We don’t need to build a massive new pipeline to import fracked gas when we have untapped, local clean solutions.
Better alternatives are available right now. Easy-to-use, clean technologies – like air source head pumps, solar, and efficient wood stoves – are already cutting Vermonters’ heating bills in half.
Report on our heat pump
Reprinted from the Battleboro Reformer
January 28th, 2014
Alex Wilson is the founder of Building Green.
It’s been pretty chilly outside, if you haven’t noticed. A number of people have asked me how our air-source heat pump is making out in the cold weather. Is it keeping us warm? We’ve only been living in the house for a few weeks, but here’s a quick report.
So far, so good. Our 18,000 Btu/hour Mitsubishi mini-split heat pump is doing remarkably well in keeping us comfortable. We don’t have any oil or gas heating in the house, only the electric heat pump and a small wood stove that we’ve only fired up twice so far. The indoor heat pump unit is mounted on a wall next to our kitchen, and it’s been operating pretty steadily in this cold weather.
A thermometer in a bookcase on an outside wall diagonally across the kitchen-dining-living space from the heating unit is reading 66 degrees Fahrenheit right now, with the outside temperature about 12 degrees. A thermometer in our upstairs bedroom read 70 degrees when I got up this morning, and has typically been about 68 degrees — and remarkably uniform.
When the mercury dropped to minus 6 degrees Fahrenheit a few days ago, the house got colder. I saw one reading on the outside wall downstairs as low as 61 degrees and our bedroom got down to about 65 degrees. It was chilly enough that I fired up our small wood stove for the first time, and that fairly quickly raised the downstairs temperature to a comfortable 68 degrees. With our tight construction there are few drafts.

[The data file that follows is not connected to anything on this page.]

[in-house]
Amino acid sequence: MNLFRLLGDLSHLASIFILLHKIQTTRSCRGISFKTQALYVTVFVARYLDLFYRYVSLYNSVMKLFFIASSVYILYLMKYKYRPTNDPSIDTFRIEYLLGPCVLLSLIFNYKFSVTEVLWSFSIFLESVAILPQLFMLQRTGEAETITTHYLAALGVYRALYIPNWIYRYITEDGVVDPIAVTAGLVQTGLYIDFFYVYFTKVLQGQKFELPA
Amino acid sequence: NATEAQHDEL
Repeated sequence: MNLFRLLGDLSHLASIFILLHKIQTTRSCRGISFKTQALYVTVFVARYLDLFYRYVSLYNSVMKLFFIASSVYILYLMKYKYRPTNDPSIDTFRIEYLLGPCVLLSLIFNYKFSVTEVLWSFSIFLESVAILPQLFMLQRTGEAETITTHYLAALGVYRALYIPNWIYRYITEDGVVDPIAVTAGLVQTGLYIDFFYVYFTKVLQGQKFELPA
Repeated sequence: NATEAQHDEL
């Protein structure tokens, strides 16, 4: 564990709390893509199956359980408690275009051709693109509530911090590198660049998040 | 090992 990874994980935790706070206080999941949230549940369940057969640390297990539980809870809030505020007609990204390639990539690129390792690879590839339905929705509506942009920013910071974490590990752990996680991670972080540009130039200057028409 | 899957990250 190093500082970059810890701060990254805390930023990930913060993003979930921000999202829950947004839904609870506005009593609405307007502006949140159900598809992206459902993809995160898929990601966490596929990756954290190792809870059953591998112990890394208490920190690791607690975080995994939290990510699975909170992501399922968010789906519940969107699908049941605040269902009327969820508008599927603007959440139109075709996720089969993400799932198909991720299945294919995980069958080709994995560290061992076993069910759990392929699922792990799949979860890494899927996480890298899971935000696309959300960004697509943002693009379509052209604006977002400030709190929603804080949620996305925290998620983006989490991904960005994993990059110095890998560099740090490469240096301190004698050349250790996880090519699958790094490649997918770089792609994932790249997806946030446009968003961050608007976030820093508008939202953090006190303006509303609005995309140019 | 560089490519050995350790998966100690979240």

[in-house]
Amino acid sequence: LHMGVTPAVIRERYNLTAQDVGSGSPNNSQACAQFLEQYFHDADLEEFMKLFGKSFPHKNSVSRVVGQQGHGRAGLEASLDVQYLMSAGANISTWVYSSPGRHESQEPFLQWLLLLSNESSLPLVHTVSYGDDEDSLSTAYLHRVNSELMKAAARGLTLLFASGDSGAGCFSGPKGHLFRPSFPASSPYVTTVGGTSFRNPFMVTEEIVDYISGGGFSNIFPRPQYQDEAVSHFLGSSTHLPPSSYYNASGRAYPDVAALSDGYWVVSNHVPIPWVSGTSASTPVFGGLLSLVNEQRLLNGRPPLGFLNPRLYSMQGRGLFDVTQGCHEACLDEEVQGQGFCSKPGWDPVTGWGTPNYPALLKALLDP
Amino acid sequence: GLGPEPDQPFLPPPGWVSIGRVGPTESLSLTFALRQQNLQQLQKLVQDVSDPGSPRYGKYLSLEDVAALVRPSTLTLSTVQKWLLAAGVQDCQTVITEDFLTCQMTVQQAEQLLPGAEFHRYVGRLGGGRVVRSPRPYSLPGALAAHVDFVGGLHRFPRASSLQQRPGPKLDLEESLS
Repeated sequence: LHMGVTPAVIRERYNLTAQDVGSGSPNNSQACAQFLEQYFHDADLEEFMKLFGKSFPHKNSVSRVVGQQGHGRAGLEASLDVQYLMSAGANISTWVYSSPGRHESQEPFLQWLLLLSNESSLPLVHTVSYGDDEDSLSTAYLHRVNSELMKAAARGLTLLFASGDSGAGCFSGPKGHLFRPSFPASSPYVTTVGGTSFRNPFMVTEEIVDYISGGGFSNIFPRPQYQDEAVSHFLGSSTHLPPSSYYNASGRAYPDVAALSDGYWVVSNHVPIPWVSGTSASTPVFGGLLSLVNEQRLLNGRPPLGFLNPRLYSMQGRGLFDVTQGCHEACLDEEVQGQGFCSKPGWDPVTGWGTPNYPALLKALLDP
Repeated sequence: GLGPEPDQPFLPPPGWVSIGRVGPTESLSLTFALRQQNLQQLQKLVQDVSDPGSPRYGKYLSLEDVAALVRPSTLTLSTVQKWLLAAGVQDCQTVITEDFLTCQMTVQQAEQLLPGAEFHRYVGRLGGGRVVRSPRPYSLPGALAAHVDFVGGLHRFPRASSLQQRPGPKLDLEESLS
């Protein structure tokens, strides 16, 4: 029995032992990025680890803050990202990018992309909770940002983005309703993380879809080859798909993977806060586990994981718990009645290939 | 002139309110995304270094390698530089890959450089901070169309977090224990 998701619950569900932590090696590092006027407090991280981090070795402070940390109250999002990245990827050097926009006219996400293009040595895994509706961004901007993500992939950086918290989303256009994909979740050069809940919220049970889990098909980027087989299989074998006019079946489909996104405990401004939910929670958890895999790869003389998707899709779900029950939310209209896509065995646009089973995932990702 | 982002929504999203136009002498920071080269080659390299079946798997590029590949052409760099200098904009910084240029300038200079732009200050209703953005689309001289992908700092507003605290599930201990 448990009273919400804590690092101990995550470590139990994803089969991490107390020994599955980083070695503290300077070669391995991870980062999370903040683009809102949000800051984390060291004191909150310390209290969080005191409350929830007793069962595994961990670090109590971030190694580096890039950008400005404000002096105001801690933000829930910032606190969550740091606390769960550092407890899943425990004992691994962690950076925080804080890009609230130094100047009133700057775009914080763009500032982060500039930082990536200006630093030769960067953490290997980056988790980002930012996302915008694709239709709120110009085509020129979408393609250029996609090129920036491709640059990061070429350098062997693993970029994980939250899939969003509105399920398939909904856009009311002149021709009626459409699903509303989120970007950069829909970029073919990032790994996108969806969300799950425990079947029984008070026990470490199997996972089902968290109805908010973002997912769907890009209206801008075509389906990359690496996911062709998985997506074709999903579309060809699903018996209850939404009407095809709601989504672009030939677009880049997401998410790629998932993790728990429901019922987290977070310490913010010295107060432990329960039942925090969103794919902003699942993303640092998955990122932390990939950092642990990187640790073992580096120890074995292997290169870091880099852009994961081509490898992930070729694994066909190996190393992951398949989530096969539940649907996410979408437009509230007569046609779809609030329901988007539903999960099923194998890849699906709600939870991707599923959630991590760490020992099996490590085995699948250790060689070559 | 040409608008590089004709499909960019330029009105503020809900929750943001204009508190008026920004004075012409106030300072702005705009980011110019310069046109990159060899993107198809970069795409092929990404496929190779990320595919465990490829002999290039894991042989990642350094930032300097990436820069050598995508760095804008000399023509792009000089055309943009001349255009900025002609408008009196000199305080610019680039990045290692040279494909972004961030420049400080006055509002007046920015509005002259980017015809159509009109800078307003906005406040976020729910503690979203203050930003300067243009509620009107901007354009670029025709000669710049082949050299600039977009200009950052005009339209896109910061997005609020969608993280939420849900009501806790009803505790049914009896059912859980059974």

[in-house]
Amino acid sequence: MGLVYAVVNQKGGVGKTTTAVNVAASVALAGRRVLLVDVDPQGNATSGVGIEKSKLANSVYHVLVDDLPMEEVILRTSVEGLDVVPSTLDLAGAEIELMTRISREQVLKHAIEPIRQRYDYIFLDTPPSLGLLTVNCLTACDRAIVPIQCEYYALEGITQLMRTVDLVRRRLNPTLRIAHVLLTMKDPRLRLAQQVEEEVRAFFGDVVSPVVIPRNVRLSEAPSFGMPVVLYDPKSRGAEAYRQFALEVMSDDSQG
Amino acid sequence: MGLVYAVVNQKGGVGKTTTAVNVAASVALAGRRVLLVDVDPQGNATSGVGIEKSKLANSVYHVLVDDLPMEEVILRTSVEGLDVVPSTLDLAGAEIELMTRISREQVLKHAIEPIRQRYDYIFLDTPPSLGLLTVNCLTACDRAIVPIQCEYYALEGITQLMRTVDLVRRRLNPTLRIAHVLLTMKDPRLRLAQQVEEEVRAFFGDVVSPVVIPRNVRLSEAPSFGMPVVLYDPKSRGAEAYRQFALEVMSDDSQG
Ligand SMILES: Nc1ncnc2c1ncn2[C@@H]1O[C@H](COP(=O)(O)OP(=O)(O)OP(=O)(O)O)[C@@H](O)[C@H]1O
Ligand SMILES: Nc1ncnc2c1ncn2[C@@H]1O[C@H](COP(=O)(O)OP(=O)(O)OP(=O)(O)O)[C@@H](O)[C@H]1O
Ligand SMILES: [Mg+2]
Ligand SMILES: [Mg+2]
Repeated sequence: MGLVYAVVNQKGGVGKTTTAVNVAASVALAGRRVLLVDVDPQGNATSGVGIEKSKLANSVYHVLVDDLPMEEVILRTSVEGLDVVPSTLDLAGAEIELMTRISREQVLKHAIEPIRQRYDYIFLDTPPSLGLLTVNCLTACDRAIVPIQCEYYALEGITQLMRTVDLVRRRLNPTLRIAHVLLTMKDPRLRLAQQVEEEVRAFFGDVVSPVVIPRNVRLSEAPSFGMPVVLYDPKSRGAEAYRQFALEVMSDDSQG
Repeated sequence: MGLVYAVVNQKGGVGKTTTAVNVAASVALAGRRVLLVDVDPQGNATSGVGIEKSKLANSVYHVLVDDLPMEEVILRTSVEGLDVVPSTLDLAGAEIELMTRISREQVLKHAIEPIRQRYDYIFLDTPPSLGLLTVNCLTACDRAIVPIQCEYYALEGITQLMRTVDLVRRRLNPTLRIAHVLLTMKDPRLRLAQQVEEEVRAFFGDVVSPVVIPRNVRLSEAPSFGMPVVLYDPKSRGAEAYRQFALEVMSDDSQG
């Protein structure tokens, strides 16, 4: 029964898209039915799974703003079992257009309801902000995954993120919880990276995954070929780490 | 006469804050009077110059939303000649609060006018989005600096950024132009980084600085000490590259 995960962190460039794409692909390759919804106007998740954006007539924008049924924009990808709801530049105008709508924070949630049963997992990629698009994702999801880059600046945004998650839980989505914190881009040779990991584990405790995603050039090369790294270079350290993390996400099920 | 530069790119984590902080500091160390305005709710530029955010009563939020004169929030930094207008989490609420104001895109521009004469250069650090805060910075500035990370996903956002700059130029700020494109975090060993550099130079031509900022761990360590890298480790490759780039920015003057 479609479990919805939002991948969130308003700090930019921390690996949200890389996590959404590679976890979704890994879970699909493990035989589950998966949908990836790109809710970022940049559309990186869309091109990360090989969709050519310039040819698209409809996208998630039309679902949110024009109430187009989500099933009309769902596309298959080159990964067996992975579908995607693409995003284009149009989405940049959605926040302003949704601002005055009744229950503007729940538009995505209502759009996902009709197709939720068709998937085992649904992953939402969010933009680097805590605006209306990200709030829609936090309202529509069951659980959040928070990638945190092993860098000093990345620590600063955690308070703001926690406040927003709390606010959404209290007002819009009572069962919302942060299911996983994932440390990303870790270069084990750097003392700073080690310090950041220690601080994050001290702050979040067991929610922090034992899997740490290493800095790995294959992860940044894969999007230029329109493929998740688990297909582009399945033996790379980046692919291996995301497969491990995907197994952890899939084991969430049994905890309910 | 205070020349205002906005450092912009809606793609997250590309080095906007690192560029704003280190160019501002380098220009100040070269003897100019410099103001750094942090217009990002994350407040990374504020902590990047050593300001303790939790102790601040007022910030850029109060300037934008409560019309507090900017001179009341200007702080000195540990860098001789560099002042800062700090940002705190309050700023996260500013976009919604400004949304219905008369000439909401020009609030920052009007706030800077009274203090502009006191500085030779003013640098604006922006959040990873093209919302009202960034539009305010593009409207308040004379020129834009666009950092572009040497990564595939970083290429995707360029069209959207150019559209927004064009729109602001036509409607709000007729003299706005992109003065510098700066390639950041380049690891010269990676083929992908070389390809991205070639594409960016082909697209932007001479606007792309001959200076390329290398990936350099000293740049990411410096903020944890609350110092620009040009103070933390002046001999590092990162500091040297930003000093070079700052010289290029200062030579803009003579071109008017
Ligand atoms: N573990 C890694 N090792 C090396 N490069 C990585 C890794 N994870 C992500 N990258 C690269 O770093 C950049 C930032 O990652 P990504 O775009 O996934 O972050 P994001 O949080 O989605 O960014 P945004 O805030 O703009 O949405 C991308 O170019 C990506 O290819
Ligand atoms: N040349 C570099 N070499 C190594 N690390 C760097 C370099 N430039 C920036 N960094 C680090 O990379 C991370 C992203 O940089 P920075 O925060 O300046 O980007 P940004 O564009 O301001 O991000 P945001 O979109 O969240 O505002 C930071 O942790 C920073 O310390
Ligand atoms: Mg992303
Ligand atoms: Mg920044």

We have an eMonitor (made by PowerWise Systems of Blue Hill, Maine) installed to track the home’s overall electrical consumption as well as the consumption of a number of individual loads. The monitor has clips that clamp onto different circuits in the electrical panel as well as the electrical main coming into the panel, and it somehow measures electricity flow through those cables. We’re tracking consumption separately for our heat pump heating system, our heat-pump water heater, and our heat-recovery ventilator.
With the eMonitor I’ve been able to keep an eye on how much electricity we’re using. Most of the time the air-source heat pump has been drawing about 2,500 watts, with very brief spikes up to about 3,400 watts (I suppose those spikes occur when a pump or fan kicks on). To put this in perspective, the 2,500 watts in the standard heating mode is about twice what our KitchenAid toaster draws (1,200 watts), though of course the toaster operates for only short periods of time.
Since we hooked up the eMonitor and started collecting data (five days ago), our Mitsubishi heat pump has used 221 kWh of electricity — during a fairly cold stretch. This is about what the entire solar-electric system on our barn cranked out during this period — and roughly three times the output of that portion of our PV system allocated to the house. (It’s a “group-net-metered” system, with two-thirds of the output going to neighboring homes.)